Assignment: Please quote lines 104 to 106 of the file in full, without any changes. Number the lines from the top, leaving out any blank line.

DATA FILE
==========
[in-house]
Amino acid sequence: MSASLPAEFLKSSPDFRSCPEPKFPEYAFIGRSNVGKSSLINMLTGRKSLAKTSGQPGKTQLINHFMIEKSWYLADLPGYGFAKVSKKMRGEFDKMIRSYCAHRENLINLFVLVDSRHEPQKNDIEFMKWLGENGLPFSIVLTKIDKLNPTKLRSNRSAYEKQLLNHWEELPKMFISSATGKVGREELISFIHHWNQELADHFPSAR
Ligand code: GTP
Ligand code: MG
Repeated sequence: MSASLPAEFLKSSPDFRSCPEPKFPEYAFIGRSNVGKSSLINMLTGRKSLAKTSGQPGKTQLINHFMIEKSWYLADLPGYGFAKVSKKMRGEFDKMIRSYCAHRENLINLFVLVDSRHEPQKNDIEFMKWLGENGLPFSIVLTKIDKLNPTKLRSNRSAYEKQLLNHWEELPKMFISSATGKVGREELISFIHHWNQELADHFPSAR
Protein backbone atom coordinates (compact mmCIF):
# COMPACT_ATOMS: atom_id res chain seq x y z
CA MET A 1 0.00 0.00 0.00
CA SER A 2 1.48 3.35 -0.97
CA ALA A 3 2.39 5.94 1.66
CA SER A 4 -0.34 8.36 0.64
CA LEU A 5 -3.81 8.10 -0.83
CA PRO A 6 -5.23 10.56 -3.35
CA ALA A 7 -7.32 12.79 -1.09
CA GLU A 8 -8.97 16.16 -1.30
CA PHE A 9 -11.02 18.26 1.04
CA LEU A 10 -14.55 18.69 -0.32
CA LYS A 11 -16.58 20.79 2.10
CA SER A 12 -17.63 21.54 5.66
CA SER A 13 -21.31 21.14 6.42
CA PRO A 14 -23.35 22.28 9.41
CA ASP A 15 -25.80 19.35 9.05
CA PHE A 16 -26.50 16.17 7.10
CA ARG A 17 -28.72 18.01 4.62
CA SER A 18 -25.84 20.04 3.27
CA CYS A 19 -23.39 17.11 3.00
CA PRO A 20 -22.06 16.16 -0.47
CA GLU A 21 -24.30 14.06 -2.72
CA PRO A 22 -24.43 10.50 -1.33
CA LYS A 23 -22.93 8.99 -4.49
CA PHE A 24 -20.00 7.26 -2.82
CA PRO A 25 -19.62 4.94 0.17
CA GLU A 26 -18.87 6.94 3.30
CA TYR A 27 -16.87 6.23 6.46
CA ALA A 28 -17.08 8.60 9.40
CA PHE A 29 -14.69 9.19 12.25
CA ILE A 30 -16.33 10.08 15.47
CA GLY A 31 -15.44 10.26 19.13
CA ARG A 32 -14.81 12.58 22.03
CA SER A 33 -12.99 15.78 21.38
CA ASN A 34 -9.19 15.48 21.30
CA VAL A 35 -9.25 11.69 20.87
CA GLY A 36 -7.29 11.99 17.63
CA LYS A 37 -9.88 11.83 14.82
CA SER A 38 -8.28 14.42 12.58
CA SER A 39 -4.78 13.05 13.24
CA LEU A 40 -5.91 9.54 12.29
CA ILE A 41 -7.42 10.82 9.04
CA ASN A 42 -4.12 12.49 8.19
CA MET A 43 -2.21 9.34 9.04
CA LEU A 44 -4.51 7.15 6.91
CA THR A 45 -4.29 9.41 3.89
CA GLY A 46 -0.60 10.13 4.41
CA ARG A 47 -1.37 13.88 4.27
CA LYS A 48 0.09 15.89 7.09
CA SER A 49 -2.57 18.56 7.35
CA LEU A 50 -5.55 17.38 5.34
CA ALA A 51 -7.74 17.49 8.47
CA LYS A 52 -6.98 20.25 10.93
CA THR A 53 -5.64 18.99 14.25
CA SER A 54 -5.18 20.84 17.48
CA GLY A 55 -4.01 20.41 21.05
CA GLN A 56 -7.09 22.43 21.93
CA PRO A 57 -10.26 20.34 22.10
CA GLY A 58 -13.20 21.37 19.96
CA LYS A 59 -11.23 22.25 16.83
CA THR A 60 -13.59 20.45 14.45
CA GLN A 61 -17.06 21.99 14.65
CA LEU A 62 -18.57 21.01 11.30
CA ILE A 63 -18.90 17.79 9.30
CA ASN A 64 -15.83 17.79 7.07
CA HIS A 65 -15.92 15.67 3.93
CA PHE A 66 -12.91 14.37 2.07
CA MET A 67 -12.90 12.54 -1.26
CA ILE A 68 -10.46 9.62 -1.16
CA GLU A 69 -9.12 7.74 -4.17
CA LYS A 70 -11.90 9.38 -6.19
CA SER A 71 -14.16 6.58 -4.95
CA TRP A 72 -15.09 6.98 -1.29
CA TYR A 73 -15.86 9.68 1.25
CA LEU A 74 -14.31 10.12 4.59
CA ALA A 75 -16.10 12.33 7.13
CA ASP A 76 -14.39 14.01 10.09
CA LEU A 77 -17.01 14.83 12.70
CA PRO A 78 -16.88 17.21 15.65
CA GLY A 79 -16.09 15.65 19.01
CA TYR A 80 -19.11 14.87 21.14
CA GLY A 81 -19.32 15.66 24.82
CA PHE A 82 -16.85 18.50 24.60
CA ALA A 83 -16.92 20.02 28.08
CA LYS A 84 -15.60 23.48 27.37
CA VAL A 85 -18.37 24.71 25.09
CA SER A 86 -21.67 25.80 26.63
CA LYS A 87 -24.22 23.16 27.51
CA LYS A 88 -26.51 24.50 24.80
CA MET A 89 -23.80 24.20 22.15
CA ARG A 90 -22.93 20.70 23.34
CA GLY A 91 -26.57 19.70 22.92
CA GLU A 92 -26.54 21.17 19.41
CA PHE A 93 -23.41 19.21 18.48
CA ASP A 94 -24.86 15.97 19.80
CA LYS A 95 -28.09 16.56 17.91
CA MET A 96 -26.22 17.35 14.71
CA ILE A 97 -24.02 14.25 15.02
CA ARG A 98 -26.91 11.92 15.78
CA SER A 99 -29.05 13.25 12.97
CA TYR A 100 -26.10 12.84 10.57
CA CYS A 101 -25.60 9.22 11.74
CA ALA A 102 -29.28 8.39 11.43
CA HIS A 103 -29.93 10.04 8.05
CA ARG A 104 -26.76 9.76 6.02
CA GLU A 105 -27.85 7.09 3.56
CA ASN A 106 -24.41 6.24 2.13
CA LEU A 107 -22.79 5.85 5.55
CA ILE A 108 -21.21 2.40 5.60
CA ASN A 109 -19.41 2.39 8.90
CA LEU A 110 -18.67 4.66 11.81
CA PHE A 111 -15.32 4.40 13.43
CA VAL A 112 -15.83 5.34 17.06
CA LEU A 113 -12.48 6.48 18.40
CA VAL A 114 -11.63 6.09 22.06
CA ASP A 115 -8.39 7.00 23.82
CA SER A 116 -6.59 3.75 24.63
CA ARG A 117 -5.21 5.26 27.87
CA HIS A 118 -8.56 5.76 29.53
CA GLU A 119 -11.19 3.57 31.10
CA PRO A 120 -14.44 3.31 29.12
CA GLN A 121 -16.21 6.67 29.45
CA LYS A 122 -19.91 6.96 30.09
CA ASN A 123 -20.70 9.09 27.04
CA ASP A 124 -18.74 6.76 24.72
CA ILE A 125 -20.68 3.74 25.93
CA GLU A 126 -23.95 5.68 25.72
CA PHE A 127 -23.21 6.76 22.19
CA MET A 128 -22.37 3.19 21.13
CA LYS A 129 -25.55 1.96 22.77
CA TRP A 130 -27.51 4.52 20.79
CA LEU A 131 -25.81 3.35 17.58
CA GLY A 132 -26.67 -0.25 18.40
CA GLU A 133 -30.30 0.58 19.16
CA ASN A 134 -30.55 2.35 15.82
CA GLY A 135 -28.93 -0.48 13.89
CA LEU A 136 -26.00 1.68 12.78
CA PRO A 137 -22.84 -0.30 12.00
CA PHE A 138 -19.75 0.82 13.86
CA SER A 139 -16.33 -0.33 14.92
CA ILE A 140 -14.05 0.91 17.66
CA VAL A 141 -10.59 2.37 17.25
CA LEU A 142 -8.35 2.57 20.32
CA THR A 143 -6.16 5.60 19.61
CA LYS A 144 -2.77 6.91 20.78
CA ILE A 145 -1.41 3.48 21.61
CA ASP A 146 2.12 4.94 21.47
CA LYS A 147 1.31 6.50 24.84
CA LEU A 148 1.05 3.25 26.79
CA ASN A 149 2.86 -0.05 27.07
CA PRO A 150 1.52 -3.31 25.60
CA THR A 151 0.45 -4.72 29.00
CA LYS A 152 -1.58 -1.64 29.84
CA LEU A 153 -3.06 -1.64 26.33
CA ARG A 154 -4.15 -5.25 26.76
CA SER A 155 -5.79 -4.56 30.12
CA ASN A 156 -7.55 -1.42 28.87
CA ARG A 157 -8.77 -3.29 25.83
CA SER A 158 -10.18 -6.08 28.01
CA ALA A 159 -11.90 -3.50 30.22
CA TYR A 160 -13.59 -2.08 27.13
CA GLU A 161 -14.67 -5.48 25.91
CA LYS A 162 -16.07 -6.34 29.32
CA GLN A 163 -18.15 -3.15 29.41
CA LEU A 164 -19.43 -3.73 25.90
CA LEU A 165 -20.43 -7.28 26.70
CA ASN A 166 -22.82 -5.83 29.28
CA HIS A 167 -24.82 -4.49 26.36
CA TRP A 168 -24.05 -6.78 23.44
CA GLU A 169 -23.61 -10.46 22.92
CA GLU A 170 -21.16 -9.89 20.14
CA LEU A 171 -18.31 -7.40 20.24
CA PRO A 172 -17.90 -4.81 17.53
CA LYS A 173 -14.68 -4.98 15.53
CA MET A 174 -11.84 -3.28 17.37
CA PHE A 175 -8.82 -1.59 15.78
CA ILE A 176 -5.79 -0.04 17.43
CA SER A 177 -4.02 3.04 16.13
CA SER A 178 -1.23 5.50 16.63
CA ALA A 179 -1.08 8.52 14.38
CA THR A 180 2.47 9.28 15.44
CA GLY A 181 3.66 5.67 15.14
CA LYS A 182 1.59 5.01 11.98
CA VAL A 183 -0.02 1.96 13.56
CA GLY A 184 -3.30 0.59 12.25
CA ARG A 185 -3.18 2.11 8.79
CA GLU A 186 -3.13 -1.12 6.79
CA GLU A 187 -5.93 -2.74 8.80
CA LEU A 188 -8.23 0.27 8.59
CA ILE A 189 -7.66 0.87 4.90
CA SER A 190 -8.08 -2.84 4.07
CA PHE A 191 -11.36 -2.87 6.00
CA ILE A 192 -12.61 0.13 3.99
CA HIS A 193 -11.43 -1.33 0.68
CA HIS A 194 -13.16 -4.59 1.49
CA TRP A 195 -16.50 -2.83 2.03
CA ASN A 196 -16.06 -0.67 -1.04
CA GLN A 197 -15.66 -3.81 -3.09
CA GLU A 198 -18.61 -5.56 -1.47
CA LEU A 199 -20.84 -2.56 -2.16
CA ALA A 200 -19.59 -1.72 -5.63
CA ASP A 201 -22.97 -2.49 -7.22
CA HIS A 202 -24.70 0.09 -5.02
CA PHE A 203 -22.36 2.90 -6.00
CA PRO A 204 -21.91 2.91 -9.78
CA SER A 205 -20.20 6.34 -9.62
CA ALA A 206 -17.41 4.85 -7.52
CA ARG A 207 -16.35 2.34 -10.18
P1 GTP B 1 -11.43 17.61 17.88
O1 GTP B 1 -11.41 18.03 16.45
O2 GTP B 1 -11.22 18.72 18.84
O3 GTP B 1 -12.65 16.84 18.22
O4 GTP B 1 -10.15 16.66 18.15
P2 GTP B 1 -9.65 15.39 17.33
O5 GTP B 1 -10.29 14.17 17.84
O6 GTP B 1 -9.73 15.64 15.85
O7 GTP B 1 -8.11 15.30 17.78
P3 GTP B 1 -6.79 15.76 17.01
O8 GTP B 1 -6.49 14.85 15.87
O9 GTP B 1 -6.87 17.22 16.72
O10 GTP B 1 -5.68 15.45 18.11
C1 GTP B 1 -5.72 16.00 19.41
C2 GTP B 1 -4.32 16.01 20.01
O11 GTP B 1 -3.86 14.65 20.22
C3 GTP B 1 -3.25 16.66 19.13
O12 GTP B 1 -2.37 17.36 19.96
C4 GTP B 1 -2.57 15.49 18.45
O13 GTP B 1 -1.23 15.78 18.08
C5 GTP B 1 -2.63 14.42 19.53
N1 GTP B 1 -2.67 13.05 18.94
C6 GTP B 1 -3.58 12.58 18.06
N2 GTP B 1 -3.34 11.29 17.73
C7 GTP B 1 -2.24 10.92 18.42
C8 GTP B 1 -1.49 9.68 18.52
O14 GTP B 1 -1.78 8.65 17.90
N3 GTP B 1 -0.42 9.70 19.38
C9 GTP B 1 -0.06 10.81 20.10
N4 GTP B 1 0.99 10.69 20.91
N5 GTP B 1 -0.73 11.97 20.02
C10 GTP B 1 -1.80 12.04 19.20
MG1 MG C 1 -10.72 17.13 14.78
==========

CA ILE A 97 -24.02 14.25 15.02
CA ARG A 98 -26.91 11.92 15.78
CA SER A 99 -29.05 13.25 12.97